Other Projective Techniques

Other image-based projective techniques are often used in child abuse assessment. The Rorschach Ink Blot Test, which can be used with children as young as 5, consists of 10 inkblots on white backgrounds (Rorschach, 1921). The child is asked what the ink blot "looks like" and asked to explain the response. Although the responses are believed to reflect personality characteristics, there are serious doubts about the Rorschach's validity, and hence usefulness, as a diagnostic technique (Dawes, 1994; Wakefield & Underwager, 1993; Ziskin, 1995).

Another well-known projective test is the Thematic Apperception Test (TAT). The TAT consists of 31 ambiguous pictures depicting a variety of situations or dramatic events and the person is asked to tell a story about the characters (Murray, 1943). Although scoring systems have been developed for analyzing the responses, none have received widespread acceptance. Practitioners are likely to use different systems, idiosyncratic systems, or no systems at all; therefore, despite its popularity, the TAT lacks reliability and validity (Ryan, 1985). A similar test intended for children ages 3 to 10 is the Children's Apperception Test (CAT) (Bellak & Bellak, 1980). The CAT, which consists of 10 pictures depicting anthropomorphic animals in a variety of situations, also lacks norms and data on reliability and validity.

The Storytelling Card Game (Gardner, 1988) consists of 24 different scene cards and 15 figurines, ranging in age from infancy to old age. The child is asked to select one or more figurines, place them on the card, and tell a story. This technique is not suggestive in terms of sexual abuse and may be used as a rapport builder or interview aid. There are no data on its reliability or validity and it cannot be considered a psychological test.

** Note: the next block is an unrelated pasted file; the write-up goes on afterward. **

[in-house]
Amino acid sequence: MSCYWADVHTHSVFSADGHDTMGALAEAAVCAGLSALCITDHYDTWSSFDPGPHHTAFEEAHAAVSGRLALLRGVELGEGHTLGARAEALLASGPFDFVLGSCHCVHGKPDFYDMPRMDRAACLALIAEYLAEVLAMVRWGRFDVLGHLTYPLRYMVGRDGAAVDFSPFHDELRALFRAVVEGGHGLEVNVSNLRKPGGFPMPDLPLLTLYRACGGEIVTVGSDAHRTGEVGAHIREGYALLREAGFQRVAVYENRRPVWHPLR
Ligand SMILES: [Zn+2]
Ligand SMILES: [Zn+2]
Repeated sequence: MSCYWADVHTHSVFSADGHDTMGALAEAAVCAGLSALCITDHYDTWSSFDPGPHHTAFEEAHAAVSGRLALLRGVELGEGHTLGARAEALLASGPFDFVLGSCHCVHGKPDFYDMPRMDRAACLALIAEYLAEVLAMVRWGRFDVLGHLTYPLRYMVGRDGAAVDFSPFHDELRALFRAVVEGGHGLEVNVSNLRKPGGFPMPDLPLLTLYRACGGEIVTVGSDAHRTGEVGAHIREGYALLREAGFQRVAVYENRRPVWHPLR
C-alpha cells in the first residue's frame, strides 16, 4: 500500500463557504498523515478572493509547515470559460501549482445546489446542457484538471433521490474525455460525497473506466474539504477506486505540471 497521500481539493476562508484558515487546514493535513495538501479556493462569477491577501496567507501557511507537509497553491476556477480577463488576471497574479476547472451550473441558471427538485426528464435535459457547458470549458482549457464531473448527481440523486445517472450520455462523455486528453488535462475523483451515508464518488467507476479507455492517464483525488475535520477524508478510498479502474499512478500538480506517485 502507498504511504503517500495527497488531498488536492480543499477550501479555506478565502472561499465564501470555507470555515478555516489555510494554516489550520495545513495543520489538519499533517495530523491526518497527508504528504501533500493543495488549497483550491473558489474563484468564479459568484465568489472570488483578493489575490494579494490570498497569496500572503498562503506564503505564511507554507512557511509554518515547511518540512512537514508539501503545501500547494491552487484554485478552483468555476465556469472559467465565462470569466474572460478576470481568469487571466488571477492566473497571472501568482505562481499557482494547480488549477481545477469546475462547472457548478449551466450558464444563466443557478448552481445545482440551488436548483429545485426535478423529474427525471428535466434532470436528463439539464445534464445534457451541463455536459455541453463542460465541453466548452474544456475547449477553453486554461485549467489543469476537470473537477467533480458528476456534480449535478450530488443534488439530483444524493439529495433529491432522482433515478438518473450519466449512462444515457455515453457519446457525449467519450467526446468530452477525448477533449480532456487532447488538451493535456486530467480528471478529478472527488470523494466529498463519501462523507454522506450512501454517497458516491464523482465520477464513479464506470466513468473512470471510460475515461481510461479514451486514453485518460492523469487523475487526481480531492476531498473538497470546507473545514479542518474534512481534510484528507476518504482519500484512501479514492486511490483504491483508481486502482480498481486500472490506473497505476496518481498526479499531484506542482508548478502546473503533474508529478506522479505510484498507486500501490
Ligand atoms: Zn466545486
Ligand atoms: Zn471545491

The Projective Story Telling Cards (Caruso, 1990) consist of a series of cards with drawings on them depicting a wide variety of situations. There are no standard instructions for administration and the evaluator is instructed to select cares that represent particular concerns. The manual gives the example of choosing cards that may represent circumstances of sexual abuse when evaluating a child where child protection believes the child may have been abused by a live-in boyfriend.

Many of the cards are relatively neutral or ambiguous, and may serve the same function as does a carefully-chosen book. But other cards are highly suggestive. Some depict adults and children in bed wearing only underwear with cameras prominently displayed. One depicts a young child with his mouth open standing a few inches in front of the open fly of an adult male. Several show graphic satanic ritual abuse scenes, including one in a graveyard with robed adults standing around a fire, holding a baby with its head cut off. Although the publisher claims that these cards represent "a relevant, meaningful, and useful tool" for assessment, there are no data concerning reliability and validity.

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